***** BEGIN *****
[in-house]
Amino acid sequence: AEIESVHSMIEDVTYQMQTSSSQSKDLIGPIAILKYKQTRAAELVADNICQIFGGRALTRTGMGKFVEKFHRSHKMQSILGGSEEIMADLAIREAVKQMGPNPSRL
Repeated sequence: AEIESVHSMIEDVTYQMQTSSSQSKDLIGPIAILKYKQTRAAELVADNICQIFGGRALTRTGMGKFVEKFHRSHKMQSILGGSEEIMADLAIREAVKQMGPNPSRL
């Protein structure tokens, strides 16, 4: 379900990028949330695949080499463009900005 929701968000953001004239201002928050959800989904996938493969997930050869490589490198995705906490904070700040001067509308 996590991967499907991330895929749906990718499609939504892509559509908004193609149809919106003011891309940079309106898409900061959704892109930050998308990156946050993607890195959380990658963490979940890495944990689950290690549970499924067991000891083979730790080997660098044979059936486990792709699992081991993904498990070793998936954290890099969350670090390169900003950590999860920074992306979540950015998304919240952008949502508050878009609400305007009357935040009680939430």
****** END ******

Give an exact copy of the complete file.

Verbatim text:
[in-house]
Amino acid sequence: AEIESVHSMIEDVTYQMQTSSSQSKDLIGPIAILKYKQTRAAELVADNICQIFGGRALTRTGMGKFVEKFHRSHKMQSILGGSEEIMADLAIREAVKQMGPNPSRL
Repeated sequence: AEIESVHSMIEDVTYQMQTSSSQSKDLIGPIAILKYKQTRAAELVADNICQIFGGRALTRTGMGKFVEKFHRSHKMQSILGGSEEIMADLAIREAVKQMGPNPSRL
């Protein structure tokens, strides 16, 4: 379900990028949330695949080499463009900005 929701968000953001004239201002928050959800989904996938493969997930050869490589490198995705906490904070700040001067509308 996590991967499907991330895929749906990718499609939504892509559509908004193609149809919106003011891309940079309106898409900061959704892109930050998308990156946050993607890195959380990658963490979940890495944990689950290690549970499924067991000891083979730790080997660098044979059936486990792709699992081991993904498990070793998936954290890099969350670090390169900003950590999860920074992306979540950015998304919240952008949502508050878009609400305007009357935040009680939430």